As part of the effort to reduce external vulnerabilities, one key element of the DCS is to focus on both the strengths and weaknesses of the domestic economy—consolidating the former and addressing the latter in order to improve economic resilience and self-sufficiency. That means further stoking demand from China’s domestic economy and gearing Chinese producers to meet that demand with expanded output for the domestic market rather than for export—all while finding ways to reduce reliance on external inputs in key areas, including energy, technology, and food.

There is currently a high-profile public debate among Chinese policy advisers of the DCS as they seek to help the leadership fill in key details of the now broadly defined framework. Some are pushing for an emphasis on the international “circulation” as a way to keep China’s economy oriented toward reform, while others in the national security establishment argue that China’s long-term prosperity depends on delinking from portions of the global economy that can be exploited by hostile powers (i.e., the United States). And while the specific methods of execution will take time to cohere, some key principles are starting to emerge.

One of those principles, as articulated by former central bank adviser Yu Yongding, is to reverse the recent emphasis on the services economy and to focus more on ensconcing China at the high end of the manufacturing value chain in a way that better serves the domestic market. This would entail, according to Yu, even more emphasis on industrial policy, including Made in China 2025. According to Yu, “In the past, we emphasized an export orientation because [we believed] that export-oriented countries, especially small countries, were successful. In the future, we need to use more power to boost import substitution. Made in China 2025 is a reflection of this aspiration, and support for this aspiration should be accorded.”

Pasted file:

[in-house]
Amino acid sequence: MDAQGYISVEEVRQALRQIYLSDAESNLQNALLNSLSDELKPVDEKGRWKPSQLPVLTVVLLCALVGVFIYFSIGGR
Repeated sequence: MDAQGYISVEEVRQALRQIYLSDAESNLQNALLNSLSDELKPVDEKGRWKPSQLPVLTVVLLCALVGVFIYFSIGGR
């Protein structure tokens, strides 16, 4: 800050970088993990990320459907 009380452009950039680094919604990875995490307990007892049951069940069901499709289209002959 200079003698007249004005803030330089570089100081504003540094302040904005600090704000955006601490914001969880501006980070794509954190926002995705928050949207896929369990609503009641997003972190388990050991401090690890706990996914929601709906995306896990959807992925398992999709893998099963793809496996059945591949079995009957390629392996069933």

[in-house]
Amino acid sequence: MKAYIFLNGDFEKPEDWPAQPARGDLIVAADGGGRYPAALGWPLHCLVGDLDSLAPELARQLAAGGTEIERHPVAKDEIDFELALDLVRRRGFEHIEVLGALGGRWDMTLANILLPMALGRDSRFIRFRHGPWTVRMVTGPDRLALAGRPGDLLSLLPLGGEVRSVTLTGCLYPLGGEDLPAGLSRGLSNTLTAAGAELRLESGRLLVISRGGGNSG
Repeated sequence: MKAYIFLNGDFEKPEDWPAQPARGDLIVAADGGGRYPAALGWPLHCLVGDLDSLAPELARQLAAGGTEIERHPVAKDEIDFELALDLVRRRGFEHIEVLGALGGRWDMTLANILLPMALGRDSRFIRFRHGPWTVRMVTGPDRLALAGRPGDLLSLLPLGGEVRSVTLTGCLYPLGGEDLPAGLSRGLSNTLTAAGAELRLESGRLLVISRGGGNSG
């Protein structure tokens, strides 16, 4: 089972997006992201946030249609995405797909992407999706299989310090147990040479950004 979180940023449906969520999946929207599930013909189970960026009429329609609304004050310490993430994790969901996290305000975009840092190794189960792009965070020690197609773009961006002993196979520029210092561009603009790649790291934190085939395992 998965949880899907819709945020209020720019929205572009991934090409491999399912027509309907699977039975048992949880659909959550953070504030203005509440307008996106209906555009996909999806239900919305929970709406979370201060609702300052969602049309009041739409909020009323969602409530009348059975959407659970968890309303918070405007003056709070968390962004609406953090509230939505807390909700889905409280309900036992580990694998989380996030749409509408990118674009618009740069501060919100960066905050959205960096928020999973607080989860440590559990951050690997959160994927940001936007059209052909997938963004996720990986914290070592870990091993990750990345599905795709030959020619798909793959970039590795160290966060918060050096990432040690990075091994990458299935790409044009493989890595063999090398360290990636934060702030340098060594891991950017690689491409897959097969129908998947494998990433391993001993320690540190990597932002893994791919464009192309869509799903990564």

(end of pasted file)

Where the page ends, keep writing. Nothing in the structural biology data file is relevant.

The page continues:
If the DCS begins to bear fruit, the impacts on the global economy would be momentous. While Chinese policymakers and commentators have been clear that the DCS does not mean a full-scale pivot away from global economic integration or reliance on external demand, even a marginal shift by China away from its focus on mercantilist export practices could fundamentally reshape global trade and investment flows. But perhaps more importantly, Yu’s argument that China should renew its focus on high-end manufacturing—rather than services and consumer sectors—may mean that China will seek to replicate the German manufacturing model. If successful, such a move would represent a major challenge to industrialized economies. China’s scale of production could begin to disrupt a range of new market segments—as has happened with solar and lithium batteries in the past.